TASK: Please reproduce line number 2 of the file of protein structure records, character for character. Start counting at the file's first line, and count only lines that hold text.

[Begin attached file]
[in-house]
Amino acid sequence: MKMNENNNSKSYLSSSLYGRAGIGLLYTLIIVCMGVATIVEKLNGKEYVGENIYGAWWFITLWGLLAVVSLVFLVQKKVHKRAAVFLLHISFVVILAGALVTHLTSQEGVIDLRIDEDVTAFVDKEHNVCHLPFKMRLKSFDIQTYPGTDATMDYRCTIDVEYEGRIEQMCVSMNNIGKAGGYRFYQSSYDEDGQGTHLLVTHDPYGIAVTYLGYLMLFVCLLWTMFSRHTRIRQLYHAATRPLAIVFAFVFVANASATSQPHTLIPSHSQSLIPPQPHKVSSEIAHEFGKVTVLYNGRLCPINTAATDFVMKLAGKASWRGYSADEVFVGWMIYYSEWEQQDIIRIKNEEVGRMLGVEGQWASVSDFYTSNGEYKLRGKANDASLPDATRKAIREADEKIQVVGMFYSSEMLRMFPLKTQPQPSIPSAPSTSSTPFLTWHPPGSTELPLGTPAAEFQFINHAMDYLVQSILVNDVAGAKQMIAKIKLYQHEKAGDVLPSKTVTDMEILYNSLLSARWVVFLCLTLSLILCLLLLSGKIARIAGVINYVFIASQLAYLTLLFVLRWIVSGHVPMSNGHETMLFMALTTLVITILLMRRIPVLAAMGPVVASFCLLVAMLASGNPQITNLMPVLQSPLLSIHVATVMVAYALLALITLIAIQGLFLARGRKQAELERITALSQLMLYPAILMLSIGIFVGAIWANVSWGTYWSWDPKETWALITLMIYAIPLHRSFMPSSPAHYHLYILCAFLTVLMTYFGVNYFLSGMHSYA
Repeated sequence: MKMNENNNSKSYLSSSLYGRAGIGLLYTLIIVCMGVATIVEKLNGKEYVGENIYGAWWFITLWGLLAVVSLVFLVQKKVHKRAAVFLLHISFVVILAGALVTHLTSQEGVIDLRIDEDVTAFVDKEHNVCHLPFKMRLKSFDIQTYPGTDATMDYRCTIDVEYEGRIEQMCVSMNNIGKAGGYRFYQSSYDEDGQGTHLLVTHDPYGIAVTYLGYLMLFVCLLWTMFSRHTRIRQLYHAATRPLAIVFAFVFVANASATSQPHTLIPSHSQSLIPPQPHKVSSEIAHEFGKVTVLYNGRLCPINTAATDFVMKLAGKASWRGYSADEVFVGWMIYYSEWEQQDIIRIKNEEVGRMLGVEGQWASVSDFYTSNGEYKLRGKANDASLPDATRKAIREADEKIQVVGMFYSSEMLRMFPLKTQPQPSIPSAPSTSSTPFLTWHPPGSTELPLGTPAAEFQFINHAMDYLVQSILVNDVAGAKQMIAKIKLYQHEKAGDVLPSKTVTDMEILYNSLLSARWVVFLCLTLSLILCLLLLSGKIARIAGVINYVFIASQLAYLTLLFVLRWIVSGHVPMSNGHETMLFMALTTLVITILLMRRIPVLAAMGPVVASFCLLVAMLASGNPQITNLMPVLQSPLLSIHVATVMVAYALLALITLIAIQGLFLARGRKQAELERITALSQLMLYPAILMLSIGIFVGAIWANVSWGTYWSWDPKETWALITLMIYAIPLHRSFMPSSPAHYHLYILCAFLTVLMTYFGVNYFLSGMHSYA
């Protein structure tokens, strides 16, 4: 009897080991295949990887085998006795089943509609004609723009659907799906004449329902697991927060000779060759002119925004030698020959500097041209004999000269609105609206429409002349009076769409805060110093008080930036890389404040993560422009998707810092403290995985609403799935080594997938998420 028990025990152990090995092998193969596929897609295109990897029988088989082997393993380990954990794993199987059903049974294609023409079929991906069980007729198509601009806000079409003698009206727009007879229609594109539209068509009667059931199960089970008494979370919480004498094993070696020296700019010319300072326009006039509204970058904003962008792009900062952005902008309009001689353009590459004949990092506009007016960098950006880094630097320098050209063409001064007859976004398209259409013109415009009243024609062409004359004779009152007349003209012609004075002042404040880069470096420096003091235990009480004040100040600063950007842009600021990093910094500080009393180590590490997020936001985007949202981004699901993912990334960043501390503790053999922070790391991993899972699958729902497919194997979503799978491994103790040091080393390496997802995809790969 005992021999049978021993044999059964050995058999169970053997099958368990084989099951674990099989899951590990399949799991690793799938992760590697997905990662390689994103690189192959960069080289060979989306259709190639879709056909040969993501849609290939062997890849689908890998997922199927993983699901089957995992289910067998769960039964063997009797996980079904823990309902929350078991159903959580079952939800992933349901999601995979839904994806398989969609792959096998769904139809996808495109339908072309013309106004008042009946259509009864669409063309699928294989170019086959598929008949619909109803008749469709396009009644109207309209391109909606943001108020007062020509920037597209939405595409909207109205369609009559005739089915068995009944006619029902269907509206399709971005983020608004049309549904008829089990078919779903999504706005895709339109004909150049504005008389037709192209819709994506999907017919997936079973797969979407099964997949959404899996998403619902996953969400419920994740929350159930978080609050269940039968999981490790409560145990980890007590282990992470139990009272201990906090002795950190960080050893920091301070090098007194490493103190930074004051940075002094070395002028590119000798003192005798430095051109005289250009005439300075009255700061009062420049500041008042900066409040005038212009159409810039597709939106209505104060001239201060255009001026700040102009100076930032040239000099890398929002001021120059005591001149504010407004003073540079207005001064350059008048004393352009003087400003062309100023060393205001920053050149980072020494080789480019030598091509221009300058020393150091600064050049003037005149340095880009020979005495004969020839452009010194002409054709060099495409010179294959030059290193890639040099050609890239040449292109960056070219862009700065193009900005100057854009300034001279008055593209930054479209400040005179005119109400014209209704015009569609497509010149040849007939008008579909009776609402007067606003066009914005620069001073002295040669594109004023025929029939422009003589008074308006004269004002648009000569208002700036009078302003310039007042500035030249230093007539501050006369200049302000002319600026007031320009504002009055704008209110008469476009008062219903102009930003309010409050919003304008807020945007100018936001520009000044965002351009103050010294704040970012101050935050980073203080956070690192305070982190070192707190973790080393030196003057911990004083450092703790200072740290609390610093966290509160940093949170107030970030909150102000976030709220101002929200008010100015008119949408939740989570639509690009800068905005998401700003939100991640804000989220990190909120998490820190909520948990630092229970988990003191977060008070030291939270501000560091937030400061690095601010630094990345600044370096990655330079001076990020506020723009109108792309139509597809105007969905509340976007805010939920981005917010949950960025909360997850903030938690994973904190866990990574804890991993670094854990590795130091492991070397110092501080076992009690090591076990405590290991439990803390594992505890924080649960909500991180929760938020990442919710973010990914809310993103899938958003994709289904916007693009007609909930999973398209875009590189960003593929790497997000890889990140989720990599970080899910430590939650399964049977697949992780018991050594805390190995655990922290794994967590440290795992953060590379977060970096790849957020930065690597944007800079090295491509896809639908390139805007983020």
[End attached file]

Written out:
Amino acid sequence: MKMNENNNSKSYLSSSLYGRAGIGLLYTLIIVCMGVATIVEKLNGKEYVGENIYGAWWFITLWGLLAVVSLVFLVQKKVHKRAAVFLLHISFVVILAGALVTHLTSQEGVIDLRIDEDVTAFVDKEHNVCHLPFKMRLKSFDIQTYPGTDATMDYRCTIDVEYEGRIEQMCVSMNNIGKAGGYRFYQSSYDEDGQGTHLLVTHDPYGIAVTYLGYLMLFVCLLWTMFSRHTRIRQLYHAATRPLAIVFAFVFVANASATSQPHTLIPSHSQSLIPPQPHKVSSEIAHEFGKVTVLYNGRLCPINTAATDFVMKLAGKASWRGYSADEVFVGWMIYYSEWEQQDIIRIKNEEVGRMLGVEGQWASVSDFYTSNGEYKLRGKANDASLPDATRKAIREADEKIQVVGMFYSSEMLRMFPLKTQPQPSIPSAPSTSSTPFLTWHPPGSTELPLGTPAAEFQFINHAMDYLVQSILVNDVAGAKQMIAKIKLYQHEKAGDVLPSKTVTDMEILYNSLLSARWVVFLCLTLSLILCLLLLSGKIARIAGVINYVFIASQLAYLTLLFVLRWIVSGHVPMSNGHETMLFMALTTLVITILLMRRIPVLAAMGPVVASFCLLVAMLASGNPQITNLMPVLQSPLLSIHVATVMVAYALLALITLIAIQGLFLARGRKQAELERITALSQLMLYPAILMLSIGIFVGAIWANVSWGTYWSWDPKETWALITLMIYAIPLHRSFMPSSPAHYHLYILCAFLTVLMTYFGVNYFLSGMHSYA